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Well after seeing guys standing right beside me nailing coho this year while I got skunked I have decide to take the step and come over to the darkside. Now be gentle........I'm still a little shaky from the big decision.

Now down to business. I need some advice here guy/gals. I have stayed away from fly fishing due to the fact that I didn't want to make the financial commitment of owning 10 different rods and 4 reels and 12 lines etc etc etc.......
This I have recently learned does not have to be the case. So I ask you vedderins (you like that) for a guy that fish's primarily for coho and steelies can I get away with one rod/reel? I have heard allot of very good things about these Echo rods (made in China :confused:)

I know almost nothing of fly fishing so your comments are greatly appreciated. I presume that if I wanted to fish smaller lakes for bow's I would need a lighter rod as well?

What would be your winning combination for me? Please let me know and I'll send the wifey to go buy it for her king. :p

As I have not yet made my first million price is an issue. Porn just doesn't pay that well.

Thanks
 

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If it's rivers you'll be fishing, then go with an 8 weight. It's not over kill on smaller river going fish, and it's not under gunned for the larger ones. Paired up with a large arbor fly reel, and a multi tip line system it'll be a good fit for all your salmon and steelhead needs. Welcome to the dark side. :cheers:

Finder ;)
 

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Like the others have said an 8wt is great for most steelhead/Salmon duties. The Echo rods are great, excellent values for you're money, but definately not low end. I have cast the 9ft rod only they do make longer ones, that will have to be your decision.

For lakes I prefer a 6wt so I can make it double for dollies,bulls, and larger interior trout. Alot of guys use a 5wt nothing wrong with that again a personal preference. also th Echo rods down in this range are real nice also.
 

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Koda and I are thinking along the lines of a 5 weight for some lake fishing and exploring smaller flows. I have read the the 6 weights cast better in the wind but if your catching alot of 12" trout isn't that like bringing it up with a steel bar and a winch cable? I know this will be the first of many fly rods but I'am hoping to start somewhere in the middle for catching bulls and trout and maybe go smaller if I find my self fishing alot of 1lb trout lakes.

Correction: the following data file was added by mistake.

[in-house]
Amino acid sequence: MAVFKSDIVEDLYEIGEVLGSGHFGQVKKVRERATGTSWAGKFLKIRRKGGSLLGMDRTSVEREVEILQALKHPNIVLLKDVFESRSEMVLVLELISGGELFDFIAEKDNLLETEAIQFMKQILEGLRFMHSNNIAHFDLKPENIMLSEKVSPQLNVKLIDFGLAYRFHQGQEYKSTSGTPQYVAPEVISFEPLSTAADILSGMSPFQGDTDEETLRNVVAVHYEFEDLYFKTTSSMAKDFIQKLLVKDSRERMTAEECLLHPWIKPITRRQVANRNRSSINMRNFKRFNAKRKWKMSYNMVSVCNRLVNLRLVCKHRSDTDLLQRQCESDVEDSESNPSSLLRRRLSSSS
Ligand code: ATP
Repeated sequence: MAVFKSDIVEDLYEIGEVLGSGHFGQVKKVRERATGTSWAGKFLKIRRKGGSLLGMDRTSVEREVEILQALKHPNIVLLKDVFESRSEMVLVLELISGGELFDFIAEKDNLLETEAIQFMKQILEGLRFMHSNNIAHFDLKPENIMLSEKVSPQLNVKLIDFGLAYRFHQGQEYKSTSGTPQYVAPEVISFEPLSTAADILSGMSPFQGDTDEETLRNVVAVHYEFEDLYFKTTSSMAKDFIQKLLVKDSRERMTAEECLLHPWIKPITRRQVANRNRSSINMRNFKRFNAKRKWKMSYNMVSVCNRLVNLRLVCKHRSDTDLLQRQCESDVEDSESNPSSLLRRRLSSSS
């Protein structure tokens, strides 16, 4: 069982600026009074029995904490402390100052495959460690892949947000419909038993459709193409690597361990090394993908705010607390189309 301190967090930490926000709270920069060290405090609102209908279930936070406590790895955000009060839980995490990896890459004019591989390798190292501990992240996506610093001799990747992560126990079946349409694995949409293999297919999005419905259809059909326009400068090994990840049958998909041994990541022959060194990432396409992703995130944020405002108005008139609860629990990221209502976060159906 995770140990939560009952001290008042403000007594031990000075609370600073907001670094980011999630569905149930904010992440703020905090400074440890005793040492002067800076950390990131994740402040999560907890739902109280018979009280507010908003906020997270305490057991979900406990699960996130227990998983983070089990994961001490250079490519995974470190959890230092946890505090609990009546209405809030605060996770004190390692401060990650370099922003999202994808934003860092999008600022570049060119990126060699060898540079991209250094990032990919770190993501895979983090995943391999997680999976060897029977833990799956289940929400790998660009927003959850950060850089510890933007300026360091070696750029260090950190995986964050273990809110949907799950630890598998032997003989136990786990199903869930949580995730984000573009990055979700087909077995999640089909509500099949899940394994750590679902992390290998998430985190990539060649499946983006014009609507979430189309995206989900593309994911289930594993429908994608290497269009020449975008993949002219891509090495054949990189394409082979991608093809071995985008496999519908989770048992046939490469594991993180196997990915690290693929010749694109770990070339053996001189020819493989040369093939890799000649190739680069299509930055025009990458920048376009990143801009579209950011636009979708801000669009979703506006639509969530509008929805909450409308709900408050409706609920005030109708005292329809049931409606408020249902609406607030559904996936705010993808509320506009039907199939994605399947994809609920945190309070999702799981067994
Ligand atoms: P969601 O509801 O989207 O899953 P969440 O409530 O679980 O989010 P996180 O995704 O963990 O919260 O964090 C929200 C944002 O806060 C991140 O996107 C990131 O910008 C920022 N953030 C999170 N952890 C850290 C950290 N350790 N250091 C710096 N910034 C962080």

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I have a 6 wt that I use for larger rivers and some lakes if it is very windy. Most of the time I am fishing a 3, 4, or 5 wt. Last summer on the Thompson, ribwart was landing 2 and 3 lb troout , in very heavy current on a 5 wt. In most cases, a 6 wt is the recommended set-up for a new fly fisher. It is heavy enough to handle most of the fish one will encounter without worrying about breakin the rod, and it is still light enough to allow you to feel some excitement with any but the smallest of fish. Don't worry about the difference between a 5 and 6 wt. once you get into the sport you will find that in a few years time, you will have a rod in almost every weight class. When your wife hears you are thinking of buying (or building) another rod, and asks how many rods you need, you will then learn that the answer is always "Only one more than I have, dear."
 

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For rivers, I usually just fish floating line when I am targeting trout. If I want to get a nymph down, I use a longer leader and weighted fly or split shot. On lakes I will use either a floating line with an approriately weighted fly, or a sinking line. I have one sink tip line for my 5 wt and haven't used it since the first year (8 years ago) I got it. I can't stand the way it casts and I have never found a need for it. I do fish for salmon and steelhead with a Rio Versatip system, but that is the only toime I have felt the need to use a sink tip. Hope this helps.
 

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piglicker if you plan to target salmon you should pick up an 8wt. my dad bought the ECHO 10foot 8wt GREAT ROD!!! very good action and super tough he paired it with a SAGE large arbour and the drag on that reel can stop a chum DEAD in its track, trust me i tried this out ;D as i have the same reel. if you plan on targetting trout then i would go with a 5 or 6wt because it will be good times and an 8wt would be overkill for trout.


HOOK
 

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Thanks guys, I will stick to the drift setups I have now for the upcoming steely season and get some casting skills down over the summer with the 6wt. By the time the salmon are back I will probably have a setup or two in the 8wt class, I have no problems spending money on the toys I just like to put it in the right places.
 
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